Initial 6.1 questions

Robert Watson rwatson at
Tue Jun 13 19:01:42 UTC 2006

On Tue, 13 Jun 2006, Danial Thom wrote:

>> Two types of measurements are taken: sampled ticks regarding whether the 
>> system as a while is in {user, nice, system, intr, idle}, and then sampling 
>> for individual processes.  Right now, the system measurements are kept in a 
>> simple array of tick counters called cp_time. John Baldwin and others have 
>> changes that make these tick counters per-CPU. The lines at the top of 
>> top(1)'s output are derived from those tick counters.  Ticks are measured 
>> on each CPU, so those are a summary across all CPUs.  To add cpustat 
>> support, we need to merge John's patch to make cp_time per-CPU (ie., 
>> different counters for different CPUs) and teach the userland tools to 
>> retrieve them.  When you run top you'll notice that it adjusts the 
>> measurements each refresh.  In effect, what it's doing is sampling the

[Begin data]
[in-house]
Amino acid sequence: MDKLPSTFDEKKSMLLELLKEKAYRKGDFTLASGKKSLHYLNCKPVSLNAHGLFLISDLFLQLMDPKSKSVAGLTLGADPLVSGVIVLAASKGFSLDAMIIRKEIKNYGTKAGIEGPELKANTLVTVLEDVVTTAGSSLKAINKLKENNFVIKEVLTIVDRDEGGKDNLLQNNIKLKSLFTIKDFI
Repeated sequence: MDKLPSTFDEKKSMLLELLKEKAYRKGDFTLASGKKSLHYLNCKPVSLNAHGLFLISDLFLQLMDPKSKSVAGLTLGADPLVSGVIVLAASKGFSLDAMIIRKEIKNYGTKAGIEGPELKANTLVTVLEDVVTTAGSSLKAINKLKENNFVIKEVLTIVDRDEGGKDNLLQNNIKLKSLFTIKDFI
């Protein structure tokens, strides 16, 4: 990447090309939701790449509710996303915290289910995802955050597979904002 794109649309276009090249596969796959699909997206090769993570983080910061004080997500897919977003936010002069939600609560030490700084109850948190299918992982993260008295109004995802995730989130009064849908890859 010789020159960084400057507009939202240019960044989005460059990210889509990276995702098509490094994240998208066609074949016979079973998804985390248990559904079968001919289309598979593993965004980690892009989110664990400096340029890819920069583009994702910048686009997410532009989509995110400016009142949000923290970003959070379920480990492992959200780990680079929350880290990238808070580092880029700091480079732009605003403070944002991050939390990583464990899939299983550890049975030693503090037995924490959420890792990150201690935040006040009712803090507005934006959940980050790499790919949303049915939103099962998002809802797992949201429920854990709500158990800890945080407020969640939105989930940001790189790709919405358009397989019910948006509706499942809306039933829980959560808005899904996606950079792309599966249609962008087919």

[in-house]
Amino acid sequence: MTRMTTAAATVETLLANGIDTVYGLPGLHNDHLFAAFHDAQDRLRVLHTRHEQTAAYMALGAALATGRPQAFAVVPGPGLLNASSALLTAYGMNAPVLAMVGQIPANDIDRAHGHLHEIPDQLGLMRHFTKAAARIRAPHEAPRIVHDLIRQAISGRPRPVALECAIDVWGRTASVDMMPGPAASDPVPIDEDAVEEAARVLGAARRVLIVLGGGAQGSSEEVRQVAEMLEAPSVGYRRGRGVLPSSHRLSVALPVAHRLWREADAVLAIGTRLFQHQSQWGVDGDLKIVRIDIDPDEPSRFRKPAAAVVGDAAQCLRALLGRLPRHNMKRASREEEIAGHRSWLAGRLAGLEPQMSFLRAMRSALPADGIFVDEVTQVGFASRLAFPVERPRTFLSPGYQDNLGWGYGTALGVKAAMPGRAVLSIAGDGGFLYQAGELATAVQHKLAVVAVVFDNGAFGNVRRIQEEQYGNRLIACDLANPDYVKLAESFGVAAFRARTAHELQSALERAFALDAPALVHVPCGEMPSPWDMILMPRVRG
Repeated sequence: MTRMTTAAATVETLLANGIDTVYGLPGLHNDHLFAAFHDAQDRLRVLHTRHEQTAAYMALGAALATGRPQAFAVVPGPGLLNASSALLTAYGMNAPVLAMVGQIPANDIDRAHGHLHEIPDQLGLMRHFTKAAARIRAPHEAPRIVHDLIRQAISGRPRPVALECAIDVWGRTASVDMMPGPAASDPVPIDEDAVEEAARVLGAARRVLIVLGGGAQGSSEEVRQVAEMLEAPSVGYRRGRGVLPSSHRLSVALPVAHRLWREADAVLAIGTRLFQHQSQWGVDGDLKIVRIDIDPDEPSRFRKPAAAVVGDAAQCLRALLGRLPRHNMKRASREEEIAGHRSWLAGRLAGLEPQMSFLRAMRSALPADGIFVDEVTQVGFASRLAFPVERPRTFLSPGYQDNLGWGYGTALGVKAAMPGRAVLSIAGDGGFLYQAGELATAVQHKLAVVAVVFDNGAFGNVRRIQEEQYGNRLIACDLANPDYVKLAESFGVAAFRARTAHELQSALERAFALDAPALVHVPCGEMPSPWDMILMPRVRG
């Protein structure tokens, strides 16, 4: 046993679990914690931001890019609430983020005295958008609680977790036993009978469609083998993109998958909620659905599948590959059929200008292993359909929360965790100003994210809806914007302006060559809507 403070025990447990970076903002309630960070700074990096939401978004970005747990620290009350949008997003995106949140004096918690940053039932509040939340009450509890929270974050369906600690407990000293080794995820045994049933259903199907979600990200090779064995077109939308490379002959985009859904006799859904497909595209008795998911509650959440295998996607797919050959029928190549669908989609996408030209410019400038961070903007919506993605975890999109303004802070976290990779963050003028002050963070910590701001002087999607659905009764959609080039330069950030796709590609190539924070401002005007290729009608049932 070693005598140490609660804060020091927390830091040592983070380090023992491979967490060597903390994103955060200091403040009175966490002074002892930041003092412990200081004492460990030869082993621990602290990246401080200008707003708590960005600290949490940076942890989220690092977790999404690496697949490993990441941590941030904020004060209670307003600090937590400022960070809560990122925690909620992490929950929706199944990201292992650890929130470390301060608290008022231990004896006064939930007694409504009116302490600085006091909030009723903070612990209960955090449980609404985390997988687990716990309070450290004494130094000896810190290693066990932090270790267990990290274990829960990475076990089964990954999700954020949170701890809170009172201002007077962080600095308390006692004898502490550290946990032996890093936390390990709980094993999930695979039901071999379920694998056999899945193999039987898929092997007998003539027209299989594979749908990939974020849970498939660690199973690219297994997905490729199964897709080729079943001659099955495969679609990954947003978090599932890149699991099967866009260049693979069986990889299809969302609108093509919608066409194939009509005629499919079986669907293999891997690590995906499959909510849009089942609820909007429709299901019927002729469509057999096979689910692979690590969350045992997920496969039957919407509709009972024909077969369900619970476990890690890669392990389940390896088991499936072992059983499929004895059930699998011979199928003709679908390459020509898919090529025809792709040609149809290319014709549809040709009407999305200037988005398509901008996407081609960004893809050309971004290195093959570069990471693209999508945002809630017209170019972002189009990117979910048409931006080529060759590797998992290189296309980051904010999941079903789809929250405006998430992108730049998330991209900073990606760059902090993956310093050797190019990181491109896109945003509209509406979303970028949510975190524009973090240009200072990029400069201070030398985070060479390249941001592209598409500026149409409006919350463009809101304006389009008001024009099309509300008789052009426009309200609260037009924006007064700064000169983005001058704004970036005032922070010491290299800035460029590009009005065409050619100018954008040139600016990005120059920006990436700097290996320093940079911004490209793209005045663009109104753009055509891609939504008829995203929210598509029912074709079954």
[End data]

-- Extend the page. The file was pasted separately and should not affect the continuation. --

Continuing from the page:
>> change in tick counts over the window, pulling down the new values and 
>> calculating the percentages of ticks in each "bucket" in the last window.
> That doesn't explain why the Top line shows 99.6% idle, but the cpu idle 
> threads are showing significant usage.
> I'm getting a constant 6000 Interrupts / Second on my em controller, yet top 
> jumps all over the place; sitting at 99% idle for 10 seconds, then jumping 
> to 50%, then somewhere in between. It seems completely unreliable. The load 
> I'm applying is constant.

I can't speak to the details of the thread/process use sampling model.  Top 
uses something called the "weighted cpu percentage" by default; you can switch 
to "unweighted" using the -C argument.  The top documentation fails to 
document the semantics of the percentages, but I suspect -C will give you more 
of what you expect.  The weighted CPU measurement takes into account process 
history, so it takes a while for sudden spike in CPU use to be fully 
reflected, and you may see seemingly counter-intuitive results, such as the 
appearance of greater than 100% CPU use.  Try out -C and see if you see 
something that makes more sense?

Robert N M Watson
Computer Laboratory
Universty of Cambridge

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